Submitted by Tee White
I’m not one to visit the so-called great houses here in Barbados because I see them as shameless monuments built on the crimes committed on this island against our enslaved African ancestors during the holocaust. However, recently I had some visitors to the island who specifically asked me to take them to Sunbury Plantation Great House in St Phillip. To be a good host, I agreed.
My experience there confirmed all my worst fears. The most shocking thing to me was the way in which those who market tours of this plantation house as inspiring “a vivid impression of life on a sugar estate in the 18th and 19th centuries” deliberately and systematically erased from this story even the existence of the enslaved African people on whose labour the entire operation of the plantation rested. Nowhere in any of its publicity did it even acknowledge the existence of the majority of people that actually lived and worked on this plantation. According to the Centre for the Study of the Legacies of British Slavery which is based at University College, London, between 1817 and 1832 the number of enslaved African people living and working on Sunbury plantation never fell below 200, yet the story of their lives has been erased completely from the story of this plantation.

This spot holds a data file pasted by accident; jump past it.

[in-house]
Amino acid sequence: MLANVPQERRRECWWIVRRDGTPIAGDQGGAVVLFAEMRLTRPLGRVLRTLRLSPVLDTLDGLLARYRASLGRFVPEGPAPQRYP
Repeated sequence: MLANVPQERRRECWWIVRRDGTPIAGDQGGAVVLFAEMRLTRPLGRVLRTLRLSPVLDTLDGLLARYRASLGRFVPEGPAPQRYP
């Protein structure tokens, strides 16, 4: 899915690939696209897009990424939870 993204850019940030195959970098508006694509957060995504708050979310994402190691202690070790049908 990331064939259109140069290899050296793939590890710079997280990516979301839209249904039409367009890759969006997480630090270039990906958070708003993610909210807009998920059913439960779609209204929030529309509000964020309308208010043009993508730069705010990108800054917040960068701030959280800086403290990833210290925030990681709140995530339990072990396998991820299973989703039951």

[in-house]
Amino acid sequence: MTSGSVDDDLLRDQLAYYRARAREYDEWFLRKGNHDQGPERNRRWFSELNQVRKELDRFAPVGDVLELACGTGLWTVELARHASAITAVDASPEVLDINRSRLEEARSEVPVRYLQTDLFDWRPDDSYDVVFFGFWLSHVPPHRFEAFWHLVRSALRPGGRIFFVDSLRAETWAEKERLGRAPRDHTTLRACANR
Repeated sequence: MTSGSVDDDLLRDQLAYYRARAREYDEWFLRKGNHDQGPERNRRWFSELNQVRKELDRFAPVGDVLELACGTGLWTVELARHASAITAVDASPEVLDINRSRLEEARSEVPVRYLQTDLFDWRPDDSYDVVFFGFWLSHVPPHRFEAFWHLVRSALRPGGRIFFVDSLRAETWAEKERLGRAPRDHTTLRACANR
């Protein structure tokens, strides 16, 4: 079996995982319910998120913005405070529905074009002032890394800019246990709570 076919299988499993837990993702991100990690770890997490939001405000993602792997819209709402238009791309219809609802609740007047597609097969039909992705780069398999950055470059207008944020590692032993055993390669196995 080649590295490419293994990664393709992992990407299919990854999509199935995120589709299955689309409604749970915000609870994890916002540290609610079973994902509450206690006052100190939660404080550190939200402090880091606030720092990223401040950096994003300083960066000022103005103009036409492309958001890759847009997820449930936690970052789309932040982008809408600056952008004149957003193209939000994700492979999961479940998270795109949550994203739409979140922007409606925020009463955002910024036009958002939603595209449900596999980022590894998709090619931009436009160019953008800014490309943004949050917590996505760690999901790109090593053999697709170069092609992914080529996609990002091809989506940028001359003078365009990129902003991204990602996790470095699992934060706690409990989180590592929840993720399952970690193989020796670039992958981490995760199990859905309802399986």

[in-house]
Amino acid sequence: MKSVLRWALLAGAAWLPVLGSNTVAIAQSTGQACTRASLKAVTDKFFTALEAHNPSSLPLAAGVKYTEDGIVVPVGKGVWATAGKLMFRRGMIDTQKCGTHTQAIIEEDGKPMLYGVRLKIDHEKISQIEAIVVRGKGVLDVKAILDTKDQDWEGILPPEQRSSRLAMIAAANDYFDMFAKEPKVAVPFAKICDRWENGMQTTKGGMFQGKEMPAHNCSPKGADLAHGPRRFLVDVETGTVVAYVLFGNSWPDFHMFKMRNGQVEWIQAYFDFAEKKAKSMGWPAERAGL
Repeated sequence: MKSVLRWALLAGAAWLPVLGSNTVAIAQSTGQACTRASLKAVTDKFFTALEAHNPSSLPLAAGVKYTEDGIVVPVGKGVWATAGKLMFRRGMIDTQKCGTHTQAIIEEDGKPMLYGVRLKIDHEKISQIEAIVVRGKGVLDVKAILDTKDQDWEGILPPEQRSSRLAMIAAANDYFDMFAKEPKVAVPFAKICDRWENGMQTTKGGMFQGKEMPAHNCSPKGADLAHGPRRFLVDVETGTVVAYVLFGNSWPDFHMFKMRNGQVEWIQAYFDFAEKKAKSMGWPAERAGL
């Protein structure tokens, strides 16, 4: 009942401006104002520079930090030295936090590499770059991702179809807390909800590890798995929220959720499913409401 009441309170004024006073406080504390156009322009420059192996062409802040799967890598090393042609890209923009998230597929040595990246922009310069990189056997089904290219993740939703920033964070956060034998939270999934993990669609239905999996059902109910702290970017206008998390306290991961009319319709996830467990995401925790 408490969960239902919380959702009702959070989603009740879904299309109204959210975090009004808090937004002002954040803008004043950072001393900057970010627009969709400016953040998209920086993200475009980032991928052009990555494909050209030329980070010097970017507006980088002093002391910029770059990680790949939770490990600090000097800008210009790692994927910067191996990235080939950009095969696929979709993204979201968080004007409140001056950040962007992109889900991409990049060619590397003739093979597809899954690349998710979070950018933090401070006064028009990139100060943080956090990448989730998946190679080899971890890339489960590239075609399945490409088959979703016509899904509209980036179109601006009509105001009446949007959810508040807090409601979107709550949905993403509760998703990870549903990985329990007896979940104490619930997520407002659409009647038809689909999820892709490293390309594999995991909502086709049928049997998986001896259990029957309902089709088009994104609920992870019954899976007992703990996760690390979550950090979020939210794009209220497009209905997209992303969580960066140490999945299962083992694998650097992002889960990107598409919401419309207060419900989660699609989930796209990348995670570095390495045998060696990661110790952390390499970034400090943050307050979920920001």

So determined is this effort that even in the post-slavery period, there is no acknowledgement of existence of the workforce that continued to maintain the plantation. An example of this determination can be seen in the inscription on one of the exhibits which reads, “With no running water at the time, ladies of the house would bathe in this bath in water up to their hips that would have to be hauled in and later emptied by hand”. With this phraseology, we don’t need to know who hauled the water in and later emptied it by hand. After all we don’t care about them and their lives. We only care about the ‘ladies of the house’.
This attempt to simply disappear from history the lives and experiences of the enslaved Africans, who are the ancestors of the majority of this country’s population, is a racist insult and slap in the face to their descendants. It’s time to stop whitewashing our country’s history and if tourists can’t stomach the fact that plantations were a crime scene, then maybe they shouldn’t visit them.